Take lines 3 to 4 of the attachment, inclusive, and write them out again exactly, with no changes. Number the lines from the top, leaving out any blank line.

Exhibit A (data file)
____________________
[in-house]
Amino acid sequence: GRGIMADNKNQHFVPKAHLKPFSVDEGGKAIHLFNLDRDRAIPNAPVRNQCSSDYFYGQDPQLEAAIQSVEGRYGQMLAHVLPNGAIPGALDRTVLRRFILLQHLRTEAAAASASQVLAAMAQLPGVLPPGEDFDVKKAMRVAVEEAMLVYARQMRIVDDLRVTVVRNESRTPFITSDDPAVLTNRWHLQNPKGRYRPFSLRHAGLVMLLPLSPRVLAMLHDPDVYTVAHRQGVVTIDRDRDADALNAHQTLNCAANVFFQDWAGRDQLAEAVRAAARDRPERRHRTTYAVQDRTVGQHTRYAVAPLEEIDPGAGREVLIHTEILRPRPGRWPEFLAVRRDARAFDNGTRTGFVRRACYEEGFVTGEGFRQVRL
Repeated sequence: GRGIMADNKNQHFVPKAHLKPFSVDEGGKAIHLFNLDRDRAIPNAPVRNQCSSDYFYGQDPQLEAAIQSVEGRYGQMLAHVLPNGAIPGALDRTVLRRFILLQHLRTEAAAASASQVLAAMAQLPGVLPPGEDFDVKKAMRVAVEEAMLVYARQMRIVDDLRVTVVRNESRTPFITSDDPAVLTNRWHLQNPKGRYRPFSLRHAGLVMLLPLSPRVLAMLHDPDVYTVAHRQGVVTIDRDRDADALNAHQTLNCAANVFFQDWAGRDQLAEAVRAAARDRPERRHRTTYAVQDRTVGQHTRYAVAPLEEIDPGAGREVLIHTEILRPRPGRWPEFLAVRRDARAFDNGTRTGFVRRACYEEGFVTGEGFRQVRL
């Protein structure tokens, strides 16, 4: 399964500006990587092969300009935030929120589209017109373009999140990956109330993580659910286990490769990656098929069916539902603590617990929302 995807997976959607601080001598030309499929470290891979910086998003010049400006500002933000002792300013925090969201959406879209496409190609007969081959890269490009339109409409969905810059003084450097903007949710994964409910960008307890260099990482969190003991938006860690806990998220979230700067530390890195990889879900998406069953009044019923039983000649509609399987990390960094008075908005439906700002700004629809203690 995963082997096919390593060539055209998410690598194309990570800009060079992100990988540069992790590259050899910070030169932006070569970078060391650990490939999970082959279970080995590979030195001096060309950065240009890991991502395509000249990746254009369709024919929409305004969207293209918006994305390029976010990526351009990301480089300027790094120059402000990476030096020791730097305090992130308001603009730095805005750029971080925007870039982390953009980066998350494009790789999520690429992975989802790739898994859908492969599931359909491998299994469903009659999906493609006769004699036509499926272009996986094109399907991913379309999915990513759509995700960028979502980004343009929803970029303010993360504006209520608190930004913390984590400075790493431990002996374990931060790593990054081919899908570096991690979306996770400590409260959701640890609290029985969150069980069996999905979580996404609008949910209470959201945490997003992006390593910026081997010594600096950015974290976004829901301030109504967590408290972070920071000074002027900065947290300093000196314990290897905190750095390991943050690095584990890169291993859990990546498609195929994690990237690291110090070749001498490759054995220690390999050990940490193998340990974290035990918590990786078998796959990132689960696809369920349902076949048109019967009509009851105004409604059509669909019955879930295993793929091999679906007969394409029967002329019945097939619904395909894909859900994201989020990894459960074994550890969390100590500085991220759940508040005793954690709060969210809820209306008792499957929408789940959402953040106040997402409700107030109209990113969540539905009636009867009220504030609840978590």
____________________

Repeated sequence: GRGIMADNKNQHFVPKAHLKPFSVDEGGKAIHLFNLDRDRAIPNAPVRNQCSSDYFYGQDPQLEAAIQSVEGRYGQMLAHVLPNGAIPGALDRTVLRRFILLQHLRTEAAAASASQVLAAMAQLPGVLPPGEDFDVKKAMRVAVEEAMLVYARQMRIVDDLRVTVVRNESRTPFITSDDPAVLTNRWHLQNPKGRYRPFSLRHAGLVMLLPLSPRVLAMLHDPDVYTVAHRQGVVTIDRDRDADALNAHQTLNCAANVFFQDWAGRDQLAEAVRAAARDRPERRHRTTYAVQDRTVGQHTRYAVAPLEEIDPGAGREVLIHTEILRPRPGRWPEFLAVRRDARAFDNGTRTGFVRRACYEEGFVTGEGFRQVRL
């Protein structure tokens, strides 16, 4: 399964500006990587092969300009935030929120589209017109373009999140990956109330993580659910286990490769990656098929069916539902603590617990929302 995807997976959607601080001598030309499929470290891979910086998003010049400006500002933000002792300013925090969201959406879209496409190609007969081959890269490009339109409409969905810059003084450097903007949710994964409910960008307890260099990482969190003991938006860690806990998220979230700067530390890195990889879900998406069953009044019923039983000649509609399987990390960094008075908005439906700002700004629809203690 995963082997096919390593060539055209998410690598194309990570800009060079992100990988540069992790590259050899910070030169932006070569970078060391650990490939999970082959279970080995590979030195001096060309950065240009890991991502395509000249990746254009369709024919929409305004969207293209918006994305390029976010990526351009990301480089300027790094120059402000990476030096020791730097305090992130308001603009730095805005750029971080925007870039982390953009980066998350494009790789999520690429992975989802790739898994859908492969599931359909491998299994469903009659999906493609006769004699036509499926272009996986094109399907991913379309999915990513759509995700960028979502980004343009929803970029303010993360504006209520608190930004913390984590400075790493431990002996374990931060790593990054081919899908570096991690979306996770400590409260959701640890609290029985969150069980069996999905979580996404609008949910209470959201945490997003992006390593910026081997010594600096950015974290976004829901301030109504967590408290972070920071000074002027900065947290300093000196314990290897905190750095390991943050690095584990890169291993859990990546498609195929994690990237690291110090070749001498490759054995220690390999050990940490193998340990974290035990918590990786078998796959990132689960696809369920349902076949048109019967009509009851105004409604059509669909019955879930295993793929091999679906007969394409029967002329019945097939619904395909894909859900994201989020990894459960074994550890969390100590500085991220759940508040005793954690709060969210809820209306008792499957929408789940959402953040106040997402409700107030109209990113969540539905009636009867009220504030609840978590």